Mercy Medical Center has installed new 3D specimen imaging technology, the MOZART(r) Specimen Tomosynthesis System, to help breast cancer surgeons identify tumors more easily during lumpectomy procedures.
According to a news release, the system has also been shown to dramatically decrease the need for second surgeries to remove lingering cancer cells following a lumpectomy. Mercy is the only facility using the MOZART in the operating room in Iowa.
The MOZART System enables surgeons to visualize the tumor right in the operating room by providing clear images of targeted lesions, even through obstructions, like dense tissue or skin.
Specifically, the MOZART System creates true 3D images of breast specimens in 1 mm slices in a single operation; this enables surgeons to identify the exact location, character and extent of lesions three-dimensionally, according to the release.
The ability to more accurately confirm the extent of the target excision helps surgeons perform more precise procedures and minimize the removal of healthy tissue. The MOZART System has also enhanced other technologies currently employed at Mercy, such as the MarginProbe system, which detects the presence of cancer margins real-time during surgery.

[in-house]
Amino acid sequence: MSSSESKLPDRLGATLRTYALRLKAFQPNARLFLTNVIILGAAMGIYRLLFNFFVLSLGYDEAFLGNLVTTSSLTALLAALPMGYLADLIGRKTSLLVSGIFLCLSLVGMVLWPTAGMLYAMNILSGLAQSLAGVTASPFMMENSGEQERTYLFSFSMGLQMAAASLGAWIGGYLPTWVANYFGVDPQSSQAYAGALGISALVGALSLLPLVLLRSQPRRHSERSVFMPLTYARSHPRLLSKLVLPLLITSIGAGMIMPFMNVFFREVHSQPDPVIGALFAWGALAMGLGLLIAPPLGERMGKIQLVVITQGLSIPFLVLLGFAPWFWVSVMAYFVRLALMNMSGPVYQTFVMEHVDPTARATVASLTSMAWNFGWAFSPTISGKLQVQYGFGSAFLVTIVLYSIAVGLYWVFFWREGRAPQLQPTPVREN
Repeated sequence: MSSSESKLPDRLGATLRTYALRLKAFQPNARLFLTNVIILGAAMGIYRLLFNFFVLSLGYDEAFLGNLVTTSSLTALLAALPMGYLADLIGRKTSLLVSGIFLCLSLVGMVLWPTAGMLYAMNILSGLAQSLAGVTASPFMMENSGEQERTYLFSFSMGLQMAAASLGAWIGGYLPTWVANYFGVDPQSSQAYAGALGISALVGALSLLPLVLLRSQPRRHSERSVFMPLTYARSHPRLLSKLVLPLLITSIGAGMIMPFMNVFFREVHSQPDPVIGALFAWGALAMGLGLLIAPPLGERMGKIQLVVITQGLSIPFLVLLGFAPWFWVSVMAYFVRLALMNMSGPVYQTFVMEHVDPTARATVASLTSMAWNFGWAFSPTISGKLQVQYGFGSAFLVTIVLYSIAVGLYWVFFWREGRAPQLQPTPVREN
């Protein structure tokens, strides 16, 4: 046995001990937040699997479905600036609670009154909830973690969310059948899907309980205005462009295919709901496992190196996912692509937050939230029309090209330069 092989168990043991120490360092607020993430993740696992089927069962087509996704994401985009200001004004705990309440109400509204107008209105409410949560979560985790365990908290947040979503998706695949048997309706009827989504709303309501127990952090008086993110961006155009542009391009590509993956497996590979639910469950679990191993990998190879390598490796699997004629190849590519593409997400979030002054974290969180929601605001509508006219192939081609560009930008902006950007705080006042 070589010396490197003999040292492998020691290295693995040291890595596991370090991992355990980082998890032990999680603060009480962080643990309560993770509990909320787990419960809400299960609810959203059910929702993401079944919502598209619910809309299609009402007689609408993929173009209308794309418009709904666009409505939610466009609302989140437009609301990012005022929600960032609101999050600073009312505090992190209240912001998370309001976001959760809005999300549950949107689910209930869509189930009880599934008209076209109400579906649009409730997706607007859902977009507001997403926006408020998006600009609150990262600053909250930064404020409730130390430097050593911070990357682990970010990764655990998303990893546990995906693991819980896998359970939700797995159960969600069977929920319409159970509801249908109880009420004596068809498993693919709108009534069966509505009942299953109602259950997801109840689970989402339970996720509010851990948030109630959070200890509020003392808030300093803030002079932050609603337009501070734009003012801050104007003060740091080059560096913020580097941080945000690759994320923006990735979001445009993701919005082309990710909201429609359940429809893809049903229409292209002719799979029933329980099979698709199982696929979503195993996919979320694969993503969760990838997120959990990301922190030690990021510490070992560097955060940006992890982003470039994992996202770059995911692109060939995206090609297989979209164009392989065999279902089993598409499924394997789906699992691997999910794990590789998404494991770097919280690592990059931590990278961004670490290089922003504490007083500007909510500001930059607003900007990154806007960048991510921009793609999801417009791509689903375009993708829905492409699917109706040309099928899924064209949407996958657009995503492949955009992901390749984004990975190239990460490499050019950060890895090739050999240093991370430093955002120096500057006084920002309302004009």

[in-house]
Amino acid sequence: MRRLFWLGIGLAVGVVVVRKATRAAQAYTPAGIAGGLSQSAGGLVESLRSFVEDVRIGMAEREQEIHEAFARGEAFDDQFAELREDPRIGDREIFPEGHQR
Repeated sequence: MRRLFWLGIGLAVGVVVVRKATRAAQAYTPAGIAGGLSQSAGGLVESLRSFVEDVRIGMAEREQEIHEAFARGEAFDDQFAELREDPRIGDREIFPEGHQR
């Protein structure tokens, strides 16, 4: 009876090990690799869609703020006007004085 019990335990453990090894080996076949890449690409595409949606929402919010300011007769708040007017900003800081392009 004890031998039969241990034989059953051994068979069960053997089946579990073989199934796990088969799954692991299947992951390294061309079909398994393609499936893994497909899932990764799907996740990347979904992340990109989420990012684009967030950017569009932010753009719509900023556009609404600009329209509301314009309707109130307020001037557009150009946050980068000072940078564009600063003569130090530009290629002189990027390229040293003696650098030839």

Nationally, surgeons who have implemented the MOZART System during lumpectomy procedures have reported that it has helped them reduce the incidence of second surgeries by 75%, according to the release.
Hall-Perrine Cancer Center medical director and oncologic surgeon, Vincent Reid, MD, was a strong advocate for MOZART in Mercy’s decision to invest in the new technology, according to the release.
“The acquisition of the MOZART platform is proof of Mercy’s ongoing commitment to advancing technology to optimize patient outcomes,” Dr Reid said, in the release. “The MOZART 3D tomosynthesis imaging system is among the most advanced intraoperative breast imaging technology that is currently available on the market. We are extremely excited to be able to offer this technology to our patients here at Mercy.”
The MOZART System also saves time in the operating room by increasing the surgeon’s confidence in the 3D tomosynthesis, which provides superior views of lesions and margins even through very dense breast tissue. As a result, this has the potential to shorten lumpectomy breast cancer cases by as much as 15 minutes, thereby reducing the length of time that the patient needs to be exposed to general anesthesia.
To learn more about Kubtec’s MOZART 3D specimen tomosynthesis imaging system, visit www.kubtec.com.